April 1, 2023

DealBook: Sprint Shares Fall on Report of Possible Counterbid for MetroPCS

Customers lined up to purchase an iPhone at the Sprint store in San Francisco.Eric Risberg/Associated PressCustomers lined up to purchase an iPhone at the Sprint store in San Francisco.

4:50 p.m. | Updated

If Sprint Nextel is seriously weighing a counteroffer for MetroPCS, its shareholders didn’t appear particularly enthusiastic — at least at first.

Shares of Sprint closed down 2.1 percent in trading on Thursday, after Bloomberg News reported that Sprint was weighing a potential challenge to T-Mobile USA’s proposed merger with MetroPCS. The deliberations are at an early stage, according to the news report.

Strangely enough, MetroPCS shares didn’t immediately receive the customary rise that accompanies speculation that another suitor may emerge. Soon after the report, they were down 2.6 percent. The shares, however, rallied late in the trading day, and closed up 3.7 percent, at $12.69.

A spokesman for Sprint declined to comment.

If MetroPCS were to complete its merger with T-Mobile, it would bolster the strength of its business as it battles with larger rivals like Verizon Wireless and ATT. Moreover, it would leave Sprint with few options if it wants to grow through acquisitions, something that the company’s chief executive hinted at last month.

Sprint has been hunting for additional wireless spectrum as it builds out its Long Term Evolution service, which would provide the high data speeds used by the latest generation of smartphones. Many analysts had seen MetroPCS as a good complement, given its abundance of network capacity and its use of the same CDMA cellphone technology.

Sprint and MetroPCS nearly merged earlier this year, in a stock-and-cash deal that was scuppered at the last minute by Sprint’s board.

Industry bankers have said that Sprint may make another run at the company it left at the altar. There aren’t exceptional restrictions preventing such a move: MetroPCS would owe T-Mobile’s parent, Deutsche Telekom, a $150 million breakup fee if it accepted a deal from another suitor.

But some in the industry expressed skepticism that Sprint would be able to carry out a deal it had already walked away from, despite the benefits that a merger with MetroPCS would bring.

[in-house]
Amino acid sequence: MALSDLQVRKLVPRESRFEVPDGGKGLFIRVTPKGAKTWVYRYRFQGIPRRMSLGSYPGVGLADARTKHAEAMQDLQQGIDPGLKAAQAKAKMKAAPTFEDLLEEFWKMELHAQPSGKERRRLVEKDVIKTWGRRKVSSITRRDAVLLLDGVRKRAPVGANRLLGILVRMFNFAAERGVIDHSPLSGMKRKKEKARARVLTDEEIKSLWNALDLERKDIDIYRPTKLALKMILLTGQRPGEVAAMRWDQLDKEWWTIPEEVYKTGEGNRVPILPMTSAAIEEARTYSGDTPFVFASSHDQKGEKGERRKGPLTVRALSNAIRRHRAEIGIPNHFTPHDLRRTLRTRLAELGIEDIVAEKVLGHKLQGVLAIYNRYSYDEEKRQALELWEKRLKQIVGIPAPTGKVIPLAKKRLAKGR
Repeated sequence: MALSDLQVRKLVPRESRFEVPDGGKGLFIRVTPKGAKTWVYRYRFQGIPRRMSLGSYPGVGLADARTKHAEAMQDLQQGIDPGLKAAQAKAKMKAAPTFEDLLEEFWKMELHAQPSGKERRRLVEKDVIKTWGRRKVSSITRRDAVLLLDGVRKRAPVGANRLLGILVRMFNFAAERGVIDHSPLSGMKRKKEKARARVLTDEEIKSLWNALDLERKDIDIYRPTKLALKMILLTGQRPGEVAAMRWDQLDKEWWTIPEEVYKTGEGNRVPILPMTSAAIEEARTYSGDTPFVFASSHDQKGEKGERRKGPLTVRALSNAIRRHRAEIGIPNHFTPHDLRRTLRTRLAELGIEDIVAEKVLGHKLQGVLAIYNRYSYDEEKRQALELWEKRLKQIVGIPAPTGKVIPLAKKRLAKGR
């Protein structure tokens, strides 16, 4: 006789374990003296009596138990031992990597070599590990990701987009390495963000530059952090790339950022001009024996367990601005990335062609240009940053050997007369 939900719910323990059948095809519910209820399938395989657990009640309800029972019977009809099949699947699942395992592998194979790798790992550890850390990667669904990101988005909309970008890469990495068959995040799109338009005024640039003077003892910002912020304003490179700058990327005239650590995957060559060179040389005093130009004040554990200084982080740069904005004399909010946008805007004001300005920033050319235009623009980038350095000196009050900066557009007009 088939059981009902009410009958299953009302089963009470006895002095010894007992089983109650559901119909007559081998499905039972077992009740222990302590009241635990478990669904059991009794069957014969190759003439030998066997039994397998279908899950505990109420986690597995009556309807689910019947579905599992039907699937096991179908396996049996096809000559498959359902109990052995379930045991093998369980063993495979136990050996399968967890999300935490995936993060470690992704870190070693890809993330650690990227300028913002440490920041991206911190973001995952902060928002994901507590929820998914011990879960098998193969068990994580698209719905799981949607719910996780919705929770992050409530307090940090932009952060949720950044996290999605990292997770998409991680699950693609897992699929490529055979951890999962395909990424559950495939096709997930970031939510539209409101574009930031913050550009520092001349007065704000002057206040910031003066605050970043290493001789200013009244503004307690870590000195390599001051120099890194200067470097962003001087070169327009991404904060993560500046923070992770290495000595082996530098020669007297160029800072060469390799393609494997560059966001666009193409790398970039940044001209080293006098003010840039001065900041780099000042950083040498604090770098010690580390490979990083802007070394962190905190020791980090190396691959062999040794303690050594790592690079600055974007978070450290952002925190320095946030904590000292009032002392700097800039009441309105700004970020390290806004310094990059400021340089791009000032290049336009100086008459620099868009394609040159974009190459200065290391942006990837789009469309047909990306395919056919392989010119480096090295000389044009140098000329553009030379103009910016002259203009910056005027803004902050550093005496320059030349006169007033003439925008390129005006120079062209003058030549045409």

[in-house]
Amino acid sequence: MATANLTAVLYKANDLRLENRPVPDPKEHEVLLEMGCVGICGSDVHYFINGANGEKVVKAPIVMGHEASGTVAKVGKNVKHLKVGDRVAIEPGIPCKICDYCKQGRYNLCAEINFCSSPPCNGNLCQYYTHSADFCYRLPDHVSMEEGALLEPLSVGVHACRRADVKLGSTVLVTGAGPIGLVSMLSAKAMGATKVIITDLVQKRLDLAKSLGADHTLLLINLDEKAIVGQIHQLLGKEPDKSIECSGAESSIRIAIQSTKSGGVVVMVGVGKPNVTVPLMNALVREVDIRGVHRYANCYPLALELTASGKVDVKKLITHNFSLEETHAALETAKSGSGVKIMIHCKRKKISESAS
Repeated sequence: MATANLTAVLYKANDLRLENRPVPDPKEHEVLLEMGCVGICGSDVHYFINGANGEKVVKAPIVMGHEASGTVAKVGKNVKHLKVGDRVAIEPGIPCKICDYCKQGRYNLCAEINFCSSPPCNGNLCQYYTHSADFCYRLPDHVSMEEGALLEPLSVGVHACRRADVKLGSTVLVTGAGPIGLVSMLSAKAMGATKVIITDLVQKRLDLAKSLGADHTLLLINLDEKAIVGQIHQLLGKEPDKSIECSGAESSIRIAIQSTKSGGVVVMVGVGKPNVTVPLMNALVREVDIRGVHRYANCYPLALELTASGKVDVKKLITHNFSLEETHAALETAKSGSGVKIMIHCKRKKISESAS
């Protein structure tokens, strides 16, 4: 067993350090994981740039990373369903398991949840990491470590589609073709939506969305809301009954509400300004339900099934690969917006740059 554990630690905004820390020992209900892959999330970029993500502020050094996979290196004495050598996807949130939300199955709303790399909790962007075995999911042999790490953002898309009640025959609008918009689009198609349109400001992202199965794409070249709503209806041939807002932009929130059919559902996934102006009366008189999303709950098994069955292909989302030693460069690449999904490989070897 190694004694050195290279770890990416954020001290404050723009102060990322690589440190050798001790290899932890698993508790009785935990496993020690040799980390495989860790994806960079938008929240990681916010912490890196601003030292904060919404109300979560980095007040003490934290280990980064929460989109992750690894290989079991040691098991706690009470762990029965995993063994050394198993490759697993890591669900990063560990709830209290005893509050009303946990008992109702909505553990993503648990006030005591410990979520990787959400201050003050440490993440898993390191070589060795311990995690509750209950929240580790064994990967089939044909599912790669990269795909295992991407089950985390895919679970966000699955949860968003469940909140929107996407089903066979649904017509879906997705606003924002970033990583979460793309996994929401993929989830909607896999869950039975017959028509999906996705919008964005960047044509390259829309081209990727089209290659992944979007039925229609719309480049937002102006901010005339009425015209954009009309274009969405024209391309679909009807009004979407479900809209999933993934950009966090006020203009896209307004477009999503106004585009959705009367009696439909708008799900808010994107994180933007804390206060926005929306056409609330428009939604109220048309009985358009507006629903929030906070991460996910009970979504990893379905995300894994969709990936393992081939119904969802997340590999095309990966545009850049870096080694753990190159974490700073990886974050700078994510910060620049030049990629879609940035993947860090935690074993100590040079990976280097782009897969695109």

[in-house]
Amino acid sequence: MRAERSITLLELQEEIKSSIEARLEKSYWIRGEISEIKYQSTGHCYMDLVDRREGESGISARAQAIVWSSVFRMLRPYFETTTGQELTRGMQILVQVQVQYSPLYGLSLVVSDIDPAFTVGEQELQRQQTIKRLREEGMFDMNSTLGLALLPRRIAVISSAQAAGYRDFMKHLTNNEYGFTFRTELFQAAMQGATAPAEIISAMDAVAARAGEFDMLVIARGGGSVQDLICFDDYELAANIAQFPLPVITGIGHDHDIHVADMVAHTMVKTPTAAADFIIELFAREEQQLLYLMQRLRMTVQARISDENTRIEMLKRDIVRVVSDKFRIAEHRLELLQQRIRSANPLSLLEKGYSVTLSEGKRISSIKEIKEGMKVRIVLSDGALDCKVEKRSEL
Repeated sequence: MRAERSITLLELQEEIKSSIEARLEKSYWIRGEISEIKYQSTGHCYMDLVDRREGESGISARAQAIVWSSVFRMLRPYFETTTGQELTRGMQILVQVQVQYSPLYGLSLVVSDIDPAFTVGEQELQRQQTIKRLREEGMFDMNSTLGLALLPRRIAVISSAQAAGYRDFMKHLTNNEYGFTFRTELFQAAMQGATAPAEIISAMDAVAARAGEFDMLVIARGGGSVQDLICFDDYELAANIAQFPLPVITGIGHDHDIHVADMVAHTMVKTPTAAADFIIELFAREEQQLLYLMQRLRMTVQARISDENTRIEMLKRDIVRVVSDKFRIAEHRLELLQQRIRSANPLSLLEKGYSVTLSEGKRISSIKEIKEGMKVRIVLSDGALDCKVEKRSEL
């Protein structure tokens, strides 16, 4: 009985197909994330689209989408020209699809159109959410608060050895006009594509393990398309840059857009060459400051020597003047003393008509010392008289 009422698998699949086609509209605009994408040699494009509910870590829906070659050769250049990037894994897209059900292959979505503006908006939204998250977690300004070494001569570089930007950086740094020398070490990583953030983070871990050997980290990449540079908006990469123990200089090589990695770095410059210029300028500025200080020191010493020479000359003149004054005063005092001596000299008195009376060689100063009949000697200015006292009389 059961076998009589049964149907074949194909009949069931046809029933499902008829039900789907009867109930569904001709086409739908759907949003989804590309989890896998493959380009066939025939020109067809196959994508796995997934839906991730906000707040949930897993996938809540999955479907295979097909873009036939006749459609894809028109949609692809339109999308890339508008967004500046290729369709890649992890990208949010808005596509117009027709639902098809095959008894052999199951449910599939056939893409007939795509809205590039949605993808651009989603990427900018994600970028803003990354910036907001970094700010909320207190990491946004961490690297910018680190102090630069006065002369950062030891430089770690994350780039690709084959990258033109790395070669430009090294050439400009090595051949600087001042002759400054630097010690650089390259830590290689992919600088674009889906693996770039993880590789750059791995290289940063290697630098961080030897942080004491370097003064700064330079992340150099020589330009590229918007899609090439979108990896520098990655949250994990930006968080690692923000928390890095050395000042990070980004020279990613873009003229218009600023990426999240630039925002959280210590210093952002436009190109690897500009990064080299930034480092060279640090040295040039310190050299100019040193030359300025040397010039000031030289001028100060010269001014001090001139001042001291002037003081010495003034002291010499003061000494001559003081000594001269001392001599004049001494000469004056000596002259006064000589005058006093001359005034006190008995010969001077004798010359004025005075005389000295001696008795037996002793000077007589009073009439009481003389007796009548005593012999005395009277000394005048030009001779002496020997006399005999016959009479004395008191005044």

“This deal is substantially more complicated than what was contemplated six months ago, and Deutsche Telekom still wanted to go forward,” one person close to MetroPCS told DealBook on Wednesday.

Article source: http://dealbook.nytimes.com/2012/10/04/sprint-shares-fall-on-report-of-possible-counterbid-for-metropcs/?partner=rss&emc=rss

DealBook: T-Mobile Seals Deal With MetroPCS

A T-Mobile store in New York.Mark Lennihan/Associated PressA T-Mobile store in New York.

The parent company of T-Mobile USA agreed to buy MetroPCS on Wednesday, as the cellphone providers looked to compete with bigger rivals.

The merger is aimed at making T-Mobile a more robust competitor to Sprint Nextel, particularly in low-cost cellphone service. The deal will also help T-Mobile gain more customers and resources to build out a next-generation data network.

Under the terms of the complex transaction, MetroPCS will conduct a 1-for-2 reverse stock split and pay out $1.5 billion in cash to its existing shareholders, or about $4.09 a share. It will then issue new stock worth about 74 percent to T-Mobile’s parent, Deutsche Telekom, leaving existing MetroPCS investors with a 26 percent stake.

Related Links

“The T-Mobile and MetroPCS brands are a great strategic fit – both operationally and culturally,” René Obermann, the chief executive of Deutsche Telekom, said in a statement. “The new company will be the value leader in wireless with the scale, spectrum and financial and other resources to expand its geographic coverage, broaden choice among all types of customers and continue to innovate.”

The cellphone carrier is bulking up in the face of increased competition. The combined company, which will be named T-Mobile, will have nearly $25 billion in revenue and $6.3 billion in profit. T-Mobile expects to wring out $6 billion to $7 billion in cost savings.

CLOSING THE GAP If the parent company of T-Mobile USA buys MetroPCS, the combined unit would have the fourth most cellular subscribers.
Rene Obermann, chief of Deutsche Telekom.Oliver Berg/DPA, via Agence France-Presse — Getty ImagesRené Obermann, chief executive of Deutsche Telekom.

More important, T-Mobile will add to its customer base. With 42.5 million users, the combined company will close the gap significantly with Sprint, the No. 3 player with 56.4 million customers.

T-Mobile and MetroPCS will continue to operate as separate brands.

Throughout the morning, T-Mobile executives sought to allay one of the biggest concerns about the merger, the incompatibility of the company’s network with MetroPCS’ own. John Legere, who will become the chief executive of the combined network operator, argued that the company will slowly move MetroPCS’ customers to its own GSM standard — with the goal of moving the unified entity to the Long Term Evolution technology down the road.

The aim was to avoid comparisons to Sprint’s merger with Nextel, which failed at the same task and left that merged company in a far weaker position.

“This is not a replay of a debacle that we’ve seen in the past,” he said on a conference call with analysts. “We will not smash together two networks with differing technologies.”